Edelman report details how the pandemic has changed what employees look for in a job

Five takeaways for communicators from Edelman's The Empowered Employee study

Sep 03, 2021 04:51:00 AM | Article | Aleda Stam

The global Covid-19 pandemic has changed what employees look for in a job, according to Edelman's The Empowered Employee study. 

The Spring update to the 2021 Edelman Trust Barometer found that 77% of respondents trust their employers, and 54% look to their employers as a trustworthy source of information. 

However, The Empowered Employee study, conducted in mid-August, shows employees are being more scrupulous about the employers they choose to work for and therefore trust. The study surveyed 7,000 employees in seven markets, including Brazil, China, Germany, India, Japan, the U.K. and the U.S. across all sectors and industries.

Here are five takeaways for communicators from the study:

Workers know their value. About 61% of respondents are now choosing jobs based on their personal beliefs. To that end, half believe they have the power to get a company to change almost anything about itself, and 76% are willing to put in the work to produce or motivate changes that the employee deems necessary within an organization.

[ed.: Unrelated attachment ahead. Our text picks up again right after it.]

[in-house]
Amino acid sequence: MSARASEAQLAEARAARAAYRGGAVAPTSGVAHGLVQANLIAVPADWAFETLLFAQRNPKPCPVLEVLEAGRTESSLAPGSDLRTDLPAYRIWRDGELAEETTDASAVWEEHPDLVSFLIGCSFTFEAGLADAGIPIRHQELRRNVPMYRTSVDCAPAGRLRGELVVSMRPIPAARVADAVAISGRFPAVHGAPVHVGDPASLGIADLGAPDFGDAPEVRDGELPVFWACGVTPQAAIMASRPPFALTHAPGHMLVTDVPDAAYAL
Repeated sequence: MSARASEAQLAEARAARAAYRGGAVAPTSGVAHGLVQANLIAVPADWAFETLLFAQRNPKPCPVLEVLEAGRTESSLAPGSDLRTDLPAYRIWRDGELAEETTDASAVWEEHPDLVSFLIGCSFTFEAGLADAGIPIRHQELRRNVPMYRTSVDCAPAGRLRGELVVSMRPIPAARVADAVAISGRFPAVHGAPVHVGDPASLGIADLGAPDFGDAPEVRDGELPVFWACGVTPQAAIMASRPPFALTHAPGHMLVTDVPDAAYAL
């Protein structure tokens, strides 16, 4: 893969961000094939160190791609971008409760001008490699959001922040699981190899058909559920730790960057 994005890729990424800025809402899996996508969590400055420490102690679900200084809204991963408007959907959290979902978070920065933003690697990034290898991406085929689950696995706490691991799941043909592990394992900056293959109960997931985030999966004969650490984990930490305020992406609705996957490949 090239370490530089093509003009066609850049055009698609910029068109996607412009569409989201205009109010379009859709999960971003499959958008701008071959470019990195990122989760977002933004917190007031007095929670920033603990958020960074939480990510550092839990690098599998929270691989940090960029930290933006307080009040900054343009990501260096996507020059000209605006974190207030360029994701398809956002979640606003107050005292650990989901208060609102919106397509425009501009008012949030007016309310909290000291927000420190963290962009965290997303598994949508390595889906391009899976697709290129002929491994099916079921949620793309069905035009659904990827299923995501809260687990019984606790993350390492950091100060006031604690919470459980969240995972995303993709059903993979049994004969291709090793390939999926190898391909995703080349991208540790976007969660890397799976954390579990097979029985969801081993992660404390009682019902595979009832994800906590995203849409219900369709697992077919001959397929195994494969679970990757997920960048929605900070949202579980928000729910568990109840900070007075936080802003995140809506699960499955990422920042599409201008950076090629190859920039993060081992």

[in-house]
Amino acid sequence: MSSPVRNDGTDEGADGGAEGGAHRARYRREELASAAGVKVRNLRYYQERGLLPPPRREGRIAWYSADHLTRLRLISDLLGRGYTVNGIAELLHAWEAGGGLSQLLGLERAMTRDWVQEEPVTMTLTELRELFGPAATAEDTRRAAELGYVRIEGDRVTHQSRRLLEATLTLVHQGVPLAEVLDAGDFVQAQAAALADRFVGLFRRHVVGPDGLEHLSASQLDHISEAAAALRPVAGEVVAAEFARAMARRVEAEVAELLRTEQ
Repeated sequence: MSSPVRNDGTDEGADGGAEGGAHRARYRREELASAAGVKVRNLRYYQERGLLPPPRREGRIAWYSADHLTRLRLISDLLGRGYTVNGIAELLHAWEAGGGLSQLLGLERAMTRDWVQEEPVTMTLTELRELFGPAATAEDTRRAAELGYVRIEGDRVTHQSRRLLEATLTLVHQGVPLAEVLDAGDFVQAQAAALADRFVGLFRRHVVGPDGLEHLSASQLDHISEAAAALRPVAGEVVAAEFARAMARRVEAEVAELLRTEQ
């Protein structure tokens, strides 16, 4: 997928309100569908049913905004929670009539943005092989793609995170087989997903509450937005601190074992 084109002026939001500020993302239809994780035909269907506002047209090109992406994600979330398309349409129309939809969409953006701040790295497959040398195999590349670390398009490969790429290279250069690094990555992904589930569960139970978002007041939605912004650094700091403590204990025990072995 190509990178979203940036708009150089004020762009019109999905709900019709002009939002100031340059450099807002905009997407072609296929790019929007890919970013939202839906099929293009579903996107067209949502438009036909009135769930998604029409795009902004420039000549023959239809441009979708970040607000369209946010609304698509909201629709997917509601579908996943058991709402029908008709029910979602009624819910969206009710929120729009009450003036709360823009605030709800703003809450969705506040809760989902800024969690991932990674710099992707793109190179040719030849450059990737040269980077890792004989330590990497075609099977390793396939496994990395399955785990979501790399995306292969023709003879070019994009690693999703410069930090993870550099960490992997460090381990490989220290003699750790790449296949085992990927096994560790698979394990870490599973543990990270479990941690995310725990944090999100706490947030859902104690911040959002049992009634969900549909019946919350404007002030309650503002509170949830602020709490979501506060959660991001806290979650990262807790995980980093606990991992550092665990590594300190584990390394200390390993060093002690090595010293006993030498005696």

Purpose is here to stay. ESG is important to employees, not just investors. Of those surveyed, 62% say they’d accept a job from an organization being socially responsible and conscientious about its environmental impact, and 81% want access to training programs to help keep their skills up to date. DE&I is also important, with 75% of employees expecting more diversity at all levels of an organization, but only 32% say their employers are meeting that expectation.

Employees are willing to leave to find what they're looking for. A fifth of those surveyed have left their job in the last six months or plan to do so in the next six months, and less than a third of them did so looking for better compensation. Instead, 57% wanted a job that better fit their values, and 47% want a job that better fits their lifestyle. 

It's worth the risk for businesses to take a stand. Employees are more likely to work for a company or organization that publicly demonstrates commitment to supporting issues. Respondents were almost 10 times more likely to want to work for a business that supports healthcare access and human rights, eight times more likely to work for a company that supports battling economic inequality, gender inequality and climate change and seven times more likely to work for a business that supports COVID-19 vaccinations and fights racism. 

Employers can build trust through impact. Workers want their employers to follow through, with 67% expecting an organization to act on its values, but only 58% saying their company is meeting this expectation. Sharing the power to make change will also go a long way. Almost 70% of those surveyed expect their employers to stop certain business practices if employees objected, but only 41% say their company would actually do that. 
(This article first appeared on PRWeek.com)